Your Friend Would be Committing a Grievous Act

By Dr. Robert Wallace

February 22, 2018 4 min read

DR. WALLACE: My best friend is upset with one of her teachers because she feels that he doesn't like her and therefore he is not giving her the grade she thinks she earned. She talked to him, but the teacher got mad at her for thinking that he was unfair. Now my friend is thinking about telling the principal that this teacher "propositioned" her even though he didn't.

I was shocked when she told me this. I told her that she would be making a huge mistake if she followed through with her threat. I told my mother about this and she said that I should tell the principal what my friend is contemplating.

I really don't want to get her in trouble and I would lose her as a friend if I squealed on her. What should I do? — Nameless, Miami, Fla.

NAMELESS: Your friend is contemplating an extremely foolish and harmful course of action. Talk to her again and do your best to persuade her not to lie about sexual harassment, letting her know that, if she went ahead with such a selfish and vindictive scheme, you'd be obligated to tell the principal she was lying.

Telling a lie that could cause a teacher enormous grief, a ruined reputation, and possible arrest and dismissal from teaching is a grievous and unforgivable act. It would also rob future students of protection against actual harassment, because those in authority would be less likely to believe them.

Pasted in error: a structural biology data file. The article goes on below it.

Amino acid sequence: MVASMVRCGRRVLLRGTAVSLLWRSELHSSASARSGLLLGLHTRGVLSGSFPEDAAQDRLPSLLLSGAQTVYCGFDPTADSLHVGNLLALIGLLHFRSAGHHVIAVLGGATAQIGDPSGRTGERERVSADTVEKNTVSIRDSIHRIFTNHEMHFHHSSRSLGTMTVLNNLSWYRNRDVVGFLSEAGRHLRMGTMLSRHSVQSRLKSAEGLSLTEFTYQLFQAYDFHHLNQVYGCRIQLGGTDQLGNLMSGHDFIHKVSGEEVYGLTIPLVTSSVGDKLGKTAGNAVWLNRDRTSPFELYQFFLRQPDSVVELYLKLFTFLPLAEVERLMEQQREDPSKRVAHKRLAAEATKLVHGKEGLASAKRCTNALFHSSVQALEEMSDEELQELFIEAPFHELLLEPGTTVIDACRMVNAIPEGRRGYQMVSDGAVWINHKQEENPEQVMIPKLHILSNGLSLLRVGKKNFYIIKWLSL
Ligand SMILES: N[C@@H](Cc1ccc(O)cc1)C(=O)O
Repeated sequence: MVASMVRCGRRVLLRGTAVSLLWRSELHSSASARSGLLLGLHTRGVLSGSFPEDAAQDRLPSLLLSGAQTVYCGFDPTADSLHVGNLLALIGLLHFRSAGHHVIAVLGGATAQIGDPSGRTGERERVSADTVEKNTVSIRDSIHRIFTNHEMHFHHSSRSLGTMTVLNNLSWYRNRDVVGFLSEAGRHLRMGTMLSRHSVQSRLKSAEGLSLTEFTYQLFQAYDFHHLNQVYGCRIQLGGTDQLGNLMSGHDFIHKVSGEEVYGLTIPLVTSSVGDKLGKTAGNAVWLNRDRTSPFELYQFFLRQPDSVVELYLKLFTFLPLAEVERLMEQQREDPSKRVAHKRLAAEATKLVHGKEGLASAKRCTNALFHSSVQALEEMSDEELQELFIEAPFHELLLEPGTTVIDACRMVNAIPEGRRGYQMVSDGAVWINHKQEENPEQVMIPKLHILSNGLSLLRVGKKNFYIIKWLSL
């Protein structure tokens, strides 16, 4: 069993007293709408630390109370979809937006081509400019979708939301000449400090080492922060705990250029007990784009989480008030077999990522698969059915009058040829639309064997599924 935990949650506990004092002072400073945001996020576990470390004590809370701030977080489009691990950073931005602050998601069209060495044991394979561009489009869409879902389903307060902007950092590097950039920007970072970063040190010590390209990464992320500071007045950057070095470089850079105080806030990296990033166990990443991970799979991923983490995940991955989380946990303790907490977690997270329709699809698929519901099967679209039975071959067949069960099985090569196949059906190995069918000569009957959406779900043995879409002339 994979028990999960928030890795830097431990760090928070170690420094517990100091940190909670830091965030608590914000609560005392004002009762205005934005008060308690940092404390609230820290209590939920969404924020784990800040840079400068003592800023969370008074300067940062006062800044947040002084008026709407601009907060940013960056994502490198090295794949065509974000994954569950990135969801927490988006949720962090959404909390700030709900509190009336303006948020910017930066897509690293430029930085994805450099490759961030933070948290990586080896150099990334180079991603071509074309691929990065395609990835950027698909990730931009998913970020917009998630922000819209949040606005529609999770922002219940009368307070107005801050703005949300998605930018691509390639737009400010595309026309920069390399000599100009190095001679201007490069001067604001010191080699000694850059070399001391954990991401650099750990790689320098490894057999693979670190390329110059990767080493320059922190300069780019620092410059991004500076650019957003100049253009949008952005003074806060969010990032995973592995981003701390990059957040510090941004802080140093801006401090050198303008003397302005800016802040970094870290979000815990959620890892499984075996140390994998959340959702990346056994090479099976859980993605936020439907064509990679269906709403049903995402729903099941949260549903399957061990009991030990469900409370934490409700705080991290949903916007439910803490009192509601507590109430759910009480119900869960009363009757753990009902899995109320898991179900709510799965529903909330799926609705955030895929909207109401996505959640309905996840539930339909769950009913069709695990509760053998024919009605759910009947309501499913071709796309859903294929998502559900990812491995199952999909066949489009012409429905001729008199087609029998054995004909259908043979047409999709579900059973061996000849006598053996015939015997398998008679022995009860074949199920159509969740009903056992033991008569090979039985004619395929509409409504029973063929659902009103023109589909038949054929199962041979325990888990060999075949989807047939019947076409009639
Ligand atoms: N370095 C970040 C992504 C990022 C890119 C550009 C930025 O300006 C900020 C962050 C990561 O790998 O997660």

Make sure this girl understands that your friendship with her would immediately cease if she follows through with her threat.

I APPRECIATE YOUR SCHOOL AWARD

DR. WALLACE: On the last day of school before summer break, I was given an award from the principal for not missing one day of school for the entire school year. My parents were invited to our awards day assembly, but both work and didn't want to take time off.

When I showed them my perfect attendance plaque, all they said was, "That's nice." I really felt let down - for their not attending the assembly and for not giving me any praise for my award. Am I being selfish or do I have a right to be disappointed? — Jewel, Portland, Ore.

JEWEL: I'm sure Mom and Dad are proud of you. They certainly should be — you're a chip off the old block. Attendance is obviously an important value to both of them, since neither wanted to take the day off work to attend the awards ceremony.

There may be good reasons for their decision, but they should have told you how happy they are to have such a wonderful daughter. Having a perfect attendance record is a great accomplishment. As a former educator, I definitely appreciate your award. Congratulations!

Dr. Robert Wallace welcomes questions from readers. Although he is unable to reply to all of them individually, he will answer as many as possible in this column. E-mail him at [email protected] To find out more about Dr. Robert Wallace and read features by other Creators Syndicate writers and cartoonists, visit the Creators Syndicate website at www.creators.com.

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